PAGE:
Kramer also did a surround mix for the recent DVD of Jimi Hendrix’s final performance at the Isle of Wight in 1970, which begs the question: Would he like to go in and remix Hendrix’s studio albums in 5.1? “Well, the first two albums were 4-track, so I’m not sure about those, but I’d love to go in and do Electric Ladyland. That would be something. I think that will happen.”


This past December, Graham Nash was the unlikely recipient of the Surround Music Awards’ Artist of the Year trophy for his fine 2002 solo album, Songs for Survivors. We say “unlikely” only because it was the first surround outing for both Nash and for engineer and co-producer Nathaniel Kunkel. “It was really a thrill to win that award,” Kunkel says. “And Graham deserves it because, more than anyone else I’ve worked with, he really threw away all of his preconceived ideas about surround. He didn’t compare it to stereo albums. He embraced it fully for what it is.”

Songs for Survivors was unusual in that it was released in surround (by DTS) before it came out in stereo (on the Artemis label). However, Kunkel originally mixed the record in stereo (at Conway in L.A.); later, after DTS showed interest in the project, they went back and did the 5.1 at Nash’s Kazoo Studio in Kauai, Hawaii, and at Kunkel’s own Studio Without Walls in Santa Monica, Calif. Both facilities are equipped with Sony DMX-R100 consoles and identical Pro Tools setups. “What was cool,” Kunkel says, “is we could take an AIT tape back and forth from Hawaii to my place; the other great thing is I have a hunk of hard drive space at, and since he has a full 5.1 playback system with DTS decoders, I could do a mix for him, encode it onto a DTS audio disc, rip it and put it on my hard drive. He has high-speed Internet access in Hawaii, and in two hours, he could be listening to a DTS disc.

“My only real rule for the 5.1 mix was to make it feel good,” Kunkel continues. “If something felt good in the back, I’d put it into the back. If it felt like it should be kind of spread out over four speakers, I did that. If the bass sounded better in every speaker, I did that.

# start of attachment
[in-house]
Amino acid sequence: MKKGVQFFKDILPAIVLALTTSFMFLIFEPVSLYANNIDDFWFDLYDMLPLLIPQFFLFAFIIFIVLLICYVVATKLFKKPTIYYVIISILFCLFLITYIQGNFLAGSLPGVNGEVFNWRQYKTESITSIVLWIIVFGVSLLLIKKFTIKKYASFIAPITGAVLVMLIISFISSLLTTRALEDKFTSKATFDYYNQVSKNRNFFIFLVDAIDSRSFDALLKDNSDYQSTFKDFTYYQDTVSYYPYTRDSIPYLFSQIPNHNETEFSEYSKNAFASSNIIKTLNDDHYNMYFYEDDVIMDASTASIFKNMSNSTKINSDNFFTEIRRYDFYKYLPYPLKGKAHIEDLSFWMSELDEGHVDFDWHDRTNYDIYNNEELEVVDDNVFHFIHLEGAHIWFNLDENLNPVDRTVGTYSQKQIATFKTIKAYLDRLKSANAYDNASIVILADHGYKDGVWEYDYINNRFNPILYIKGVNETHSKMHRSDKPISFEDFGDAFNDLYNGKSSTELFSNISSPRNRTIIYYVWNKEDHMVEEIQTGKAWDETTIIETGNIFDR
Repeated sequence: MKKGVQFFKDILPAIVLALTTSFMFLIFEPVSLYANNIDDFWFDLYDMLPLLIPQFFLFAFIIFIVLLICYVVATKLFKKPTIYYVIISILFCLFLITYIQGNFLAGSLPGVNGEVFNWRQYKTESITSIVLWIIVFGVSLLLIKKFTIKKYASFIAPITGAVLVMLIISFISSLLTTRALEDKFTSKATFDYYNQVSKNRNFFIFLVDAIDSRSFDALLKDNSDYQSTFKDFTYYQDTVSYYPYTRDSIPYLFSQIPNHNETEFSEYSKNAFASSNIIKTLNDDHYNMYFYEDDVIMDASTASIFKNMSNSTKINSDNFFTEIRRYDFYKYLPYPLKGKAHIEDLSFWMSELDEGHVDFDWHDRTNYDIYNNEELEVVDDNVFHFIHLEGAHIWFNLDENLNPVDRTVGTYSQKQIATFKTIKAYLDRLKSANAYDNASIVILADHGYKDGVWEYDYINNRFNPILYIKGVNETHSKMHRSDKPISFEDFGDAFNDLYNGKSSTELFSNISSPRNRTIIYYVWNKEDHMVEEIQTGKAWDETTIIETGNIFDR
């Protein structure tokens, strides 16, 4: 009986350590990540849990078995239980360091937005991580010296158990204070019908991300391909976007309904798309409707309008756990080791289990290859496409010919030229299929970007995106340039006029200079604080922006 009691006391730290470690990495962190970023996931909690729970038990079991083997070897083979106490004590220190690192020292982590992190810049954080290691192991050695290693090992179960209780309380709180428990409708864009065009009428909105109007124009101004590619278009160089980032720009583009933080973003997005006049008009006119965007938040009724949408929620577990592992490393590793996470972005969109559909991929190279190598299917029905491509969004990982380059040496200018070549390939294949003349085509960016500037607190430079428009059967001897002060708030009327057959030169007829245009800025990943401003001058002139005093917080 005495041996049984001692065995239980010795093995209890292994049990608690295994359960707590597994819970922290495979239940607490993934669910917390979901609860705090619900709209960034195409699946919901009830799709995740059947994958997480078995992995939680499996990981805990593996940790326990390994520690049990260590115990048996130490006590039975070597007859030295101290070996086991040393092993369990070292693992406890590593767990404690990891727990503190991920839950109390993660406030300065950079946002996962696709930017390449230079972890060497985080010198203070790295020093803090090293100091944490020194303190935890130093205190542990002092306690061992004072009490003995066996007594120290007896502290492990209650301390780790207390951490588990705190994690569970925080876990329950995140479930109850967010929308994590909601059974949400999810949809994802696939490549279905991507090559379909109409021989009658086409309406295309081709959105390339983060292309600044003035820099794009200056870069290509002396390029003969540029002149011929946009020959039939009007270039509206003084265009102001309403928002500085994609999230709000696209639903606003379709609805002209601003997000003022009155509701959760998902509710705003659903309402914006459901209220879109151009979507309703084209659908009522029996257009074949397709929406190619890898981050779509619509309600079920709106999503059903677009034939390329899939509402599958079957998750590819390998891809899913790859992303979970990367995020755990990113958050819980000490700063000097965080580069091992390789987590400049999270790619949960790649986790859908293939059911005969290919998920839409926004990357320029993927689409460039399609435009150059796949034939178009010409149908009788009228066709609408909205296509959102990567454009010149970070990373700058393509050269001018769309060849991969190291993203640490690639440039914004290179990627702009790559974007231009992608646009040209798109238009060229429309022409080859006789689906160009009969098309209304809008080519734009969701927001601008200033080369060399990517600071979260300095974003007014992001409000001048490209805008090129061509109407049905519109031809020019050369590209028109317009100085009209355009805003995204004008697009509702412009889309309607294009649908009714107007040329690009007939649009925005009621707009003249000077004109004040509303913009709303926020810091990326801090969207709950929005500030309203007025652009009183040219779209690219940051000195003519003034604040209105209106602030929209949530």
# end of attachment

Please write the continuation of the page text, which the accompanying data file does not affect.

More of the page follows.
“The first song we mixed was ‘The Chelsea Hotel,’ and we did it very quickly. We just sort of threw it up and spread everything around to see how it sounded. We did it in about two hours, and we printed it, and I was never able to beat it. That actually made it onto the record, but that turned out to be the easiest. Other songs took much more time, of course.”

The album was cut mostly live in the studio, and Kunkel found that when he went in to make the 5.1 mix, he became even more conscious than usual of the relationships between the instruments in the songs’ arrangements and how the band balanced itself from moment to moment. “The musicians were really playing together, and the nuances of how they respond to each other as the track is going down became much more apparent as you spread the track out in 5.1,” he comments. “So as I spread it out, things started to blossom: I became aware of little moments that happened and movements that the musicians themselves were making happen, where they would naturally transition in a way that made a cool left-to-right sound and that suggested certain things for the 5.1.

“But every track was different. On ‘Come With Me,’ Graham is in the front with this harmonica in the middle and this guitar in stereo. But in the surround, the melodica is in the left rear, the banjo is in the right rear, and the drums are dead-center in the middle of the room. On other tracks, I put the drum ambiences in the rear, or I’ll pull the overheads more like 3 o’clock and 9 o’clock. I’ll even put a vocal there on occasion.

“I just mixed an Insane Clown Posse record for DTS, and I broke every rule there is for 5.1,” Kunkel adds with a laugh. “Everything that could move, I made move; every gimmick I could pull out of my bag of tricks, I did. In fact, you’re dying for more! We were a little more conservative with Graham’s record, but it’s still really interesting.”

Blair Jackson is the senior editor of Mix.